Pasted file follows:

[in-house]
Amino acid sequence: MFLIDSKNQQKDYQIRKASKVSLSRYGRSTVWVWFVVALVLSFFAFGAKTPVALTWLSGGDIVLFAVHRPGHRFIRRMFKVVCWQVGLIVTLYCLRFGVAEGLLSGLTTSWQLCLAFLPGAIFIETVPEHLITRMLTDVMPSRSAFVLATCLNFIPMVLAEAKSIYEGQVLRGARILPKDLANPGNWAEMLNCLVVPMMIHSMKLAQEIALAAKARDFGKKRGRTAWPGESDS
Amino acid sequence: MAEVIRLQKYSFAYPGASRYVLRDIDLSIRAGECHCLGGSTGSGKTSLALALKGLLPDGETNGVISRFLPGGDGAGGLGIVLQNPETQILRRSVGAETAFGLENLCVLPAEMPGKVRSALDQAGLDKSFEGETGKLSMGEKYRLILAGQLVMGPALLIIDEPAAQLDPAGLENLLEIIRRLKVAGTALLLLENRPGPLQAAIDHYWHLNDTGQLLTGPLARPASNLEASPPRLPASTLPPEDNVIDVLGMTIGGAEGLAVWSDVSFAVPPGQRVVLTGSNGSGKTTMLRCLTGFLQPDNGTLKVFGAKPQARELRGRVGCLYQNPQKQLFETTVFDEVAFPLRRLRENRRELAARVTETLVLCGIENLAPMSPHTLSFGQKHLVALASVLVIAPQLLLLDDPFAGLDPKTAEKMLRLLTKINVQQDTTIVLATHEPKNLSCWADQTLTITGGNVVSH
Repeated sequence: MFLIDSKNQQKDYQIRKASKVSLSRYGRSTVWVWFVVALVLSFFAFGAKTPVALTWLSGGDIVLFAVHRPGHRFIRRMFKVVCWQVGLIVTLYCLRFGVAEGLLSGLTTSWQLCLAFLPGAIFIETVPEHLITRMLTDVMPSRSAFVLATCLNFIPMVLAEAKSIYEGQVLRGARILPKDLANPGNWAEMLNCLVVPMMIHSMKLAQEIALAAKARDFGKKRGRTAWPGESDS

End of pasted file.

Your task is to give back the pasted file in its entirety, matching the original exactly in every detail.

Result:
[in-house]
Amino acid sequence: MFLIDSKNQQKDYQIRKASKVSLSRYGRSTVWVWFVVALVLSFFAFGAKTPVALTWLSGGDIVLFAVHRPGHRFIRRMFKVVCWQVGLIVTLYCLRFGVAEGLLSGLTTSWQLCLAFLPGAIFIETVPEHLITRMLTDVMPSRSAFVLATCLNFIPMVLAEAKSIYEGQVLRGARILPKDLANPGNWAEMLNCLVVPMMIHSMKLAQEIALAAKARDFGKKRGRTAWPGESDS
Amino acid sequence: MAEVIRLQKYSFAYPGASRYVLRDIDLSIRAGECHCLGGSTGSGKTSLALALKGLLPDGETNGVISRFLPGGDGAGGLGIVLQNPETQILRRSVGAETAFGLENLCVLPAEMPGKVRSALDQAGLDKSFEGETGKLSMGEKYRLILAGQLVMGPALLIIDEPAAQLDPAGLENLLEIIRRLKVAGTALLLLENRPGPLQAAIDHYWHLNDTGQLLTGPLARPASNLEASPPRLPASTLPPEDNVIDVLGMTIGGAEGLAVWSDVSFAVPPGQRVVLTGSNGSGKTTMLRCLTGFLQPDNGTLKVFGAKPQARELRGRVGCLYQNPQKQLFETTVFDEVAFPLRRLRENRRELAARVTETLVLCGIENLAPMSPHTLSFGQKHLVALASVLVIAPQLLLLDDPFAGLDPKTAEKMLRLLTKINVQQDTTIVLATHEPKNLSCWADQTLTITGGNVVSH
Repeated sequence: MFLIDSKNQQKDYQIRKASKVSLSRYGRSTVWVWFVVALVLSFFAFGAKTPVALTWLSGGDIVLFAVHRPGHRFIRRMFKVVCWQVGLIVTLYCLRFGVAEGLLSGLTTSWQLCLAFLPGAIFIETVPEHLITRMLTDVMPSRSAFVLATCLNFIPMVLAEAKSIYEGQVLRGARILPKDLANPGNWAEMLNCLVVPMMIHSMKLAQEIALAAKARDFGKKRGRTAWPGESDS